She was waiting for footsteps, for the approach of the person she'd arranged to meet.  In the far distance, she caught the noise of the town: cheap music and alcohol-fueled high-pitched laughter.  It might be Sunday night but people were still partying, spilling out of the bars and clubs, lingering on the pavements because this was June and the weather was beautiful, sultry and still.  The funfair at Spanish City was closed for the day, and quiet.  She could see the silhouettes of the rides, marked by strings of coloured bulbs, gaudy in full sunlight, entrancing now.  The full moon shone white on the Dome, on the tower of the lighthouse behind her, and on the seductive Art Deco curves of The Seagull.  If only you knew, she thought, you sophisticated customers in your dinner jackets and glittering dresses, sitting on the terrace drinking cocktails and champagne.  If only you knew what really goes on there.   

My Thoughts:

This book brings me up to date with the Vera Stanhope series - in print anyway.  I still need to go back and read The Glass Room (which is coming out in the US on April 24th).  It's always kind of confusing when books that are already available in the UK are released here later.  Anyway, I enjoyed The Seagull very much.  Again, Janine Birkett provided the narration.  Vera has been assigned (not at her instigation) to visit a local prison and give a talk.  While there, she meets up with a former policeman that she helped convict and who also was a friend of Hector, her father.  Vera really doesn't like 'bent' cops.  And she knows that Hector and his 'gang of four' were up to no good.  John Brace, the former cop, wants her help.  He has a daughter that he wants Vera to check on.  If she does this, he will give her information about another of the 'gang' who went missing years ago.  He says Robbie Marshall is dead and he knows where his body is.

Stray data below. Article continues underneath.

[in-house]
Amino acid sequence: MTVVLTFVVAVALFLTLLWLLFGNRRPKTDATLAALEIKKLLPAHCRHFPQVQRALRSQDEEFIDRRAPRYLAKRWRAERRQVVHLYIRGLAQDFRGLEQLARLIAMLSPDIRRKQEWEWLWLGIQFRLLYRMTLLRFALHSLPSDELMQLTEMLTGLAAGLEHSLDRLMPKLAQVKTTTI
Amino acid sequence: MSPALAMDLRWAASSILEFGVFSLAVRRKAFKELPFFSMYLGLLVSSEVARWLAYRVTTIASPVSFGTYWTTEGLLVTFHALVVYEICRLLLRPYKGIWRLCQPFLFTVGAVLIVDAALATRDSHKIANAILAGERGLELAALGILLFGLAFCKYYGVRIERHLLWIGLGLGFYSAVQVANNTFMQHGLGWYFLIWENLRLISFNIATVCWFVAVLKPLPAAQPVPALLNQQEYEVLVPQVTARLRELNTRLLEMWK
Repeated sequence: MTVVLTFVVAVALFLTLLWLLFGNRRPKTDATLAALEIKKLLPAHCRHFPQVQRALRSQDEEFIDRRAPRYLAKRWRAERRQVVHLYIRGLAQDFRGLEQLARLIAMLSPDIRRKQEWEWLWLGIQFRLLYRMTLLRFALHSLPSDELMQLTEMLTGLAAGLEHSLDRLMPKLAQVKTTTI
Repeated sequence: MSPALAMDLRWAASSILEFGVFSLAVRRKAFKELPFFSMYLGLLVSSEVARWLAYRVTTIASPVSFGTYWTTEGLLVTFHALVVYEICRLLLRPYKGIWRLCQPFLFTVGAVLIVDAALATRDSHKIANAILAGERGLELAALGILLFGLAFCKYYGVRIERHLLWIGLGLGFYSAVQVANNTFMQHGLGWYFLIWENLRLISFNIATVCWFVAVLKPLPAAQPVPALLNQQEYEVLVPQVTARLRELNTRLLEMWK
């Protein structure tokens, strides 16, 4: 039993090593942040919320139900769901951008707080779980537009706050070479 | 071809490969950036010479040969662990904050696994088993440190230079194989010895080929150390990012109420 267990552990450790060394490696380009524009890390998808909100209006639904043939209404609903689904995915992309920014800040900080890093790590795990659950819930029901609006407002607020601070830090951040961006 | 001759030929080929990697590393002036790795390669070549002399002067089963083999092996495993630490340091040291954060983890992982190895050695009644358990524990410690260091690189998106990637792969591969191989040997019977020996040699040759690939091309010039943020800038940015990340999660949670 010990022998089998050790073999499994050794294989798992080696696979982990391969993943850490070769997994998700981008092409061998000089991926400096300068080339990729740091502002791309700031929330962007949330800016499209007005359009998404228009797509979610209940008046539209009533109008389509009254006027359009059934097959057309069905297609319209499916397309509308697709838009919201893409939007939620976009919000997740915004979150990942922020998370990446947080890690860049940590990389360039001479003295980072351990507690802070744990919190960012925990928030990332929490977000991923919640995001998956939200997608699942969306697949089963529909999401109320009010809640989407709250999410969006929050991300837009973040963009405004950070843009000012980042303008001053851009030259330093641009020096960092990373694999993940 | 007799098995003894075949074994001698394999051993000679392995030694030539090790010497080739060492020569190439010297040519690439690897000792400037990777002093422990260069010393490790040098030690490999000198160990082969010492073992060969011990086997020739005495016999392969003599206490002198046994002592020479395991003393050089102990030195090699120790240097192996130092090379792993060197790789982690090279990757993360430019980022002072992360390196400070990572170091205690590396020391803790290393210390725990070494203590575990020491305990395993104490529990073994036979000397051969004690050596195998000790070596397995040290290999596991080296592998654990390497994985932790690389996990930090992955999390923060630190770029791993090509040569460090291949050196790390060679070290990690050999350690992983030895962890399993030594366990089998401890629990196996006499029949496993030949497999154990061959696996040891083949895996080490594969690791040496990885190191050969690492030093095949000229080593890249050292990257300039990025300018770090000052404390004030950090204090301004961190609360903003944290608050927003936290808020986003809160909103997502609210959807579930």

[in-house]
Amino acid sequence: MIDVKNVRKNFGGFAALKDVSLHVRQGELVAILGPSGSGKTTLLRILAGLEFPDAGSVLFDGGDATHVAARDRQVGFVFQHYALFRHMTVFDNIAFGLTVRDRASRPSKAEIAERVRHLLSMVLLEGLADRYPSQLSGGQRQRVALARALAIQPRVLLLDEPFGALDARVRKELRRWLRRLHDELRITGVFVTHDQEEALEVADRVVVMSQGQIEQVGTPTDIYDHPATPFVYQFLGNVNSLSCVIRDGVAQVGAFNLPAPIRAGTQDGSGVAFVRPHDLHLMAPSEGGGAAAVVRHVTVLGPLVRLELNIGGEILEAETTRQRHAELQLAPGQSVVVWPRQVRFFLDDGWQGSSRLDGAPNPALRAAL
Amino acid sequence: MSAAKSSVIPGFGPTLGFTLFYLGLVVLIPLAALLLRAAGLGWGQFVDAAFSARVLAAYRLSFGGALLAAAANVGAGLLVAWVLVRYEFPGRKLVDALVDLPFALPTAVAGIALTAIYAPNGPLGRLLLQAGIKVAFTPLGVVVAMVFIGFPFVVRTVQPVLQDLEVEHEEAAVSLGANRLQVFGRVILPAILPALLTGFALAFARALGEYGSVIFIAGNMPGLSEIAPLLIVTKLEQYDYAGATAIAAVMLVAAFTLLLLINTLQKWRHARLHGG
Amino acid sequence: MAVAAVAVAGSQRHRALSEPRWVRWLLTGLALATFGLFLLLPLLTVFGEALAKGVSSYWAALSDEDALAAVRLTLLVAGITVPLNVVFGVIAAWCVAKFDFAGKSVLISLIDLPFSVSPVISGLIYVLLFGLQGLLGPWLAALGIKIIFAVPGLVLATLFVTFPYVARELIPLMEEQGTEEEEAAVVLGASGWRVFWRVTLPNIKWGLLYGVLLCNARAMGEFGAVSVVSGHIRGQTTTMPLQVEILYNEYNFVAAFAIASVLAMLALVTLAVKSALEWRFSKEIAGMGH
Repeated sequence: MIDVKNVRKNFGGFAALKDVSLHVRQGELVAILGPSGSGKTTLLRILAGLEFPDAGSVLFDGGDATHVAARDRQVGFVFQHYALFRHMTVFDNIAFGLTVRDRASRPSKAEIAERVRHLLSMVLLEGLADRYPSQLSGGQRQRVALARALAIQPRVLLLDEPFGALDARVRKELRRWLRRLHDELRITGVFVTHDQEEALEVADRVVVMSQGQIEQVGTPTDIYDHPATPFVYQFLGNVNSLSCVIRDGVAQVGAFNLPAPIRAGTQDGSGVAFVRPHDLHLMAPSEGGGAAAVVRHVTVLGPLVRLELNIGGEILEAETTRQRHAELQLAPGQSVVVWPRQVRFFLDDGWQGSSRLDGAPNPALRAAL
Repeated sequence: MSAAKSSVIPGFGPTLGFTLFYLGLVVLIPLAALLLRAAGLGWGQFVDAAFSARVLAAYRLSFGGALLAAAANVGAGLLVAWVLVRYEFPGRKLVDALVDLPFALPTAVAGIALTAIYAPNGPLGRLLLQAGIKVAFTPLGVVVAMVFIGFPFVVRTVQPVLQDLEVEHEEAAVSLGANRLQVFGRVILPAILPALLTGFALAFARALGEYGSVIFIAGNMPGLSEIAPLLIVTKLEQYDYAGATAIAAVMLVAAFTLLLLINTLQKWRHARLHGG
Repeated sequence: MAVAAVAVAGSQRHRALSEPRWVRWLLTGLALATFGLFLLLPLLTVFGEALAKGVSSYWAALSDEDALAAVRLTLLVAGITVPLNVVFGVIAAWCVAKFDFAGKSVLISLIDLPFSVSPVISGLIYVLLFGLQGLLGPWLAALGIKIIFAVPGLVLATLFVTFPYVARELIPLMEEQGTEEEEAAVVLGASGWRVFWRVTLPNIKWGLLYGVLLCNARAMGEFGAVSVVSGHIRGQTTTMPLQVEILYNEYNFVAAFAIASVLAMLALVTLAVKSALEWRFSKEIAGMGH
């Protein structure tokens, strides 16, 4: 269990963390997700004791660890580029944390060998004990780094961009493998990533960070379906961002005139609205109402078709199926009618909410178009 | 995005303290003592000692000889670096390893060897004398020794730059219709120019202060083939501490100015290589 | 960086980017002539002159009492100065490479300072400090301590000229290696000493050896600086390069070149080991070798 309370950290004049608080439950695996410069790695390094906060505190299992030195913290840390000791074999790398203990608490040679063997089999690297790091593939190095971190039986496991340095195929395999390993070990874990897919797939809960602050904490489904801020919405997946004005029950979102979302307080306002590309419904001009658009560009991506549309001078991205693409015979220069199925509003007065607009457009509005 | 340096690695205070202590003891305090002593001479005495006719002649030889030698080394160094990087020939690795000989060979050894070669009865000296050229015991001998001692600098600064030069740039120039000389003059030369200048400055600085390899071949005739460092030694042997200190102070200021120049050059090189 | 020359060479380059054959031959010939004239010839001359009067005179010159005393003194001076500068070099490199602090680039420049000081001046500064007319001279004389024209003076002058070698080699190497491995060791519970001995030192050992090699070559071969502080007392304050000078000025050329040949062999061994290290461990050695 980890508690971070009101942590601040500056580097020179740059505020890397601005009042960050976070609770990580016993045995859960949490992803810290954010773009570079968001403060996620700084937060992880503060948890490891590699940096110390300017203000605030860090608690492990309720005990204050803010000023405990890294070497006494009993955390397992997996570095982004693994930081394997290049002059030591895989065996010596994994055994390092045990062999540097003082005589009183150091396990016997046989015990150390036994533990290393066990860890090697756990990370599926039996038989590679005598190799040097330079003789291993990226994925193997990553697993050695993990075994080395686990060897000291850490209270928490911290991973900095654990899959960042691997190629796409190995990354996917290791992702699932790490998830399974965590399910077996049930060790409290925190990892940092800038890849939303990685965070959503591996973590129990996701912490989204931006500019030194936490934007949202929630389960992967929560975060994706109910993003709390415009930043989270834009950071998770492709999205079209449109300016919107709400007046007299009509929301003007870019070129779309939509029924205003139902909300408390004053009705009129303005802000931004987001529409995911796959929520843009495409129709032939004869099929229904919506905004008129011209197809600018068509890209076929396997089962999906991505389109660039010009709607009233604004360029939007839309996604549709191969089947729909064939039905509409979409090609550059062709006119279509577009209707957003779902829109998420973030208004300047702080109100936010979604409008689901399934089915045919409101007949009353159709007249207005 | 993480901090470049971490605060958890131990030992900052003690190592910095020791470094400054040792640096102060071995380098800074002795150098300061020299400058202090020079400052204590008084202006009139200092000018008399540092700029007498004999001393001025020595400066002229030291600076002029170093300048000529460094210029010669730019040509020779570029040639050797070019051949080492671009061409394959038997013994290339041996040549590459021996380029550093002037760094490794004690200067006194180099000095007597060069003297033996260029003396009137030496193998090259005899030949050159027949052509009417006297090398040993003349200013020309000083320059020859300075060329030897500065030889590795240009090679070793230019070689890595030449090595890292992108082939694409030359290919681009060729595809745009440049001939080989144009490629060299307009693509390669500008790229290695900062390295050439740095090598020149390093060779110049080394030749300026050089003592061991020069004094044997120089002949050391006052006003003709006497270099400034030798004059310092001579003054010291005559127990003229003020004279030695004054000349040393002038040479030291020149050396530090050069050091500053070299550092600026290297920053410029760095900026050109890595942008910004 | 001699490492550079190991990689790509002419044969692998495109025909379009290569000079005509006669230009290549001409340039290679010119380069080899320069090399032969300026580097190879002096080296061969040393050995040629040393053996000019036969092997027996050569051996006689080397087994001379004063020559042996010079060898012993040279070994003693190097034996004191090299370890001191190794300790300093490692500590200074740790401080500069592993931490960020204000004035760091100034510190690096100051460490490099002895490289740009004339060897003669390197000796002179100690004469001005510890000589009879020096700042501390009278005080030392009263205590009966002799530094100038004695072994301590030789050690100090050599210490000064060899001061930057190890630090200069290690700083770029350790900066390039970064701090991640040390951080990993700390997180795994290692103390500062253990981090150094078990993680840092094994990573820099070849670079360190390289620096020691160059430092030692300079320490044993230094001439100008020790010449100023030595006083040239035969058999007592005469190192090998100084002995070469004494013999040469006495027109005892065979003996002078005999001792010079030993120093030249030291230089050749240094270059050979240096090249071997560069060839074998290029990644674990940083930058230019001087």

Vera gets involved in the case and comes to know and feel compassion for Brace's daughter and her children.  She wonders if she would have been a good mother.  She remembers, not so fondly, meeting her father's friends.  Another body is discovered and then things really get rolling.  It all concerns a bar and restaurant called The Seagull, the people who owned it and the people who worked there.  What was actually going on at The Seagull?  And who is the shadowy fourth member of the group, The Prof.  Vera and her team dig in and try to find the answers.  And, of course, they do find them, though not perhaps exactly as they predicted.  Will be looking forward to the next book in this series.  And now, to watch the TV show!


A visit to her local prison brings DI Vera Stanhope face to face with an old enemy: former detective superintendent, and now inmate, John Brace. Brace was convicted of corruption and involvement in the death of a gamekeeper – and Vera played a key part in his downfall.

Now, Brace promises Vera information about the disappearance of Robbie Marshall, a notorious wheeler-dealer who disappeared in the mid-nineties, if she will look out for his daughter and grandchildren. He tells her that Marshall is dead, and that his body is buried close to St Mary’s Island in Whitley Bay. However, when a search team investigates, officers find not one skeleton, but two.

This cold case case takes Vera back in time, and very close to home, as Brace and Marshall, along with a mysterious stranger known only as ‘the Prof’, were close friends of Hector, her father. Together, they were the 'Gang of Four’, regulars at a glamorous nightclub called The Seagull. Hector had been one of the last people to see Marshall alive. As the past begins to collide dangerously with the present, Vera confronts her prejudices and unwanted memories to dig out the truth . . .

Wednesday, March 28, 2018

Waiting on Wednesday - Give Me Your Hand